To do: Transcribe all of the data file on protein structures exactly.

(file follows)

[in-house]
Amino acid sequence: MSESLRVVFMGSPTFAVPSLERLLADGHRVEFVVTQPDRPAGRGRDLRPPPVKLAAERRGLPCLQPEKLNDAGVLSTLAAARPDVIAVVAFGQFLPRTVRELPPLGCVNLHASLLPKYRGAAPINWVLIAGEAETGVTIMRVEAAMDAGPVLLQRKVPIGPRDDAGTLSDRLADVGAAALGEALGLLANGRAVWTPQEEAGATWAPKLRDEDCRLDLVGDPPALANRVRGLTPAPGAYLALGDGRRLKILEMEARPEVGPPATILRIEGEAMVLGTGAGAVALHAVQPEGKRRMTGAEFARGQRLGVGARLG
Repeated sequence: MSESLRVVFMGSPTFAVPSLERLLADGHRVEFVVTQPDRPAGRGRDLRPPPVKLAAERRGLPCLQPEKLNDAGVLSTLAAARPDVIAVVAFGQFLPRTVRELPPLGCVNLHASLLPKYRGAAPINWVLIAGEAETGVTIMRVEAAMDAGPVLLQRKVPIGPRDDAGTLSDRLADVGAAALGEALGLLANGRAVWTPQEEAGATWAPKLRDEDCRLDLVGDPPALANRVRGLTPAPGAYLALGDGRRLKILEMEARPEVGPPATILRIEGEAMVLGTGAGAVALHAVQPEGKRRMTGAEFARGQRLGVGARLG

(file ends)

[in-house]
Amino acid sequence: MSESLRVVFMGSPTFAVPSLERLLADGHRVEFVVTQPDRPAGRGRDLRPPPVKLAAERRGLPCLQPEKLNDAGVLSTLAAARPDVIAVVAFGQFLPRTVRELPPLGCVNLHASLLPKYRGAAPINWVLIAGEAETGVTIMRVEAAMDAGPVLLQRKVPIGPRDDAGTLSDRLADVGAAALGEALGLLANGRAVWTPQEEAGATWAPKLRDEDCRLDLVGDPPALANRVRGLTPAPGAYLALGDGRRLKILEMEARPEVGPPATILRIEGEAMVLGTGAGAVALHAVQPEGKRRMTGAEFARGQRLGVGARLG
Repeated sequence: MSESLRVVFMGSPTFAVPSLERLLADGHRVEFVVTQPDRPAGRGRDLRPPPVKLAAERRGLPCLQPEKLNDAGVLSTLAAARPDVIAVVAFGQFLPRTVRELPPLGCVNLHASLLPKYRGAAPINWVLIAGEAETGVTIMRVEAAMDAGPVLLQRKVPIGPRDDAGTLSDRLADVGAAALGEALGLLANGRAVWTPQEEAGATWAPKLRDEDCRLDLVGDPPALANRVRGLTPAPGAYLALGDGRRLKILEMEARPEVGPPATILRIEGEAMVLGTGAGAVALHAVQPEGKRRMTGAEFARGQRLGVGARLG